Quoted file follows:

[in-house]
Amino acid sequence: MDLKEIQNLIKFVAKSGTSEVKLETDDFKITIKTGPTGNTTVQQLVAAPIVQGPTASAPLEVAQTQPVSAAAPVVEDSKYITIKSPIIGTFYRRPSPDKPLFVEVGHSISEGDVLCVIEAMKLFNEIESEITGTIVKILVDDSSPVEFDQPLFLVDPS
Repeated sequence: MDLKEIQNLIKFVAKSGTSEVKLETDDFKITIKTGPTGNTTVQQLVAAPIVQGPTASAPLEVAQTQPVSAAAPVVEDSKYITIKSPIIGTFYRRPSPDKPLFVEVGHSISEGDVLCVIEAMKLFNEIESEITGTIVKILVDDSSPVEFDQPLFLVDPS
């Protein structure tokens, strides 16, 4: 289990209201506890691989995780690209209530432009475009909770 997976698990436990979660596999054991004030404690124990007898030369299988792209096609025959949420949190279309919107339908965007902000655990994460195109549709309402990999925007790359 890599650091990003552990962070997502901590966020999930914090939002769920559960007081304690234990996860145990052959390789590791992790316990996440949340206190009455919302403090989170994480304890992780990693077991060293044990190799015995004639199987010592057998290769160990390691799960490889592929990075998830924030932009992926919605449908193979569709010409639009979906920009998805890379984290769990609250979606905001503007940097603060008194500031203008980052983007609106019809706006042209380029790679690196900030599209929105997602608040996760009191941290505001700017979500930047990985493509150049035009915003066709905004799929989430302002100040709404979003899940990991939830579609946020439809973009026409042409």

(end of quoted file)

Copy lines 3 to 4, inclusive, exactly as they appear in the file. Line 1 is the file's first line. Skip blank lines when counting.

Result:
Repeated sequence: MDLKEIQNLIKFVAKSGTSEVKLETDDFKITIKTGPTGNTTVQQLVAAPIVQGPTASAPLEVAQTQPVSAAAPVVEDSKYITIKSPIIGTFYRRPSPDKPLFVEVGHSISEGDVLCVIEAMKLFNEIESEITGTIVKILVDDSSPVEFDQPLFLVDPS
């Protein structure tokens, strides 16, 4: 289990209201506890691989995780690209209530432009475009909770 997976698990436990979660596999054991004030404690124990007898030369299988792209096609025959949420949190279309919107339908965007902000655990994460195109549709309402990999925007790359 890599650091990003552990962070997502901590966020999930914090939002769920559960007081304690234990996860145990052959390789590791992790316990996440949340206190009455919302403090989170994480304890992780990693077991060293044990190799015995004639199987010592057998290769160990390691799960490889592929990075998830924030932009992926919605449908193979569709010409639009979906920009998805890379984290769990609250979606905001503007940097603060008194500031203008980052983007609106019809706006042209380029790679690196900030599209929105997602608040996760009191941290505001700017979500930047990985493509150049035009915003066709905004799929989430302002100040709404979003899940990991939830579609946020439809973009026409042409």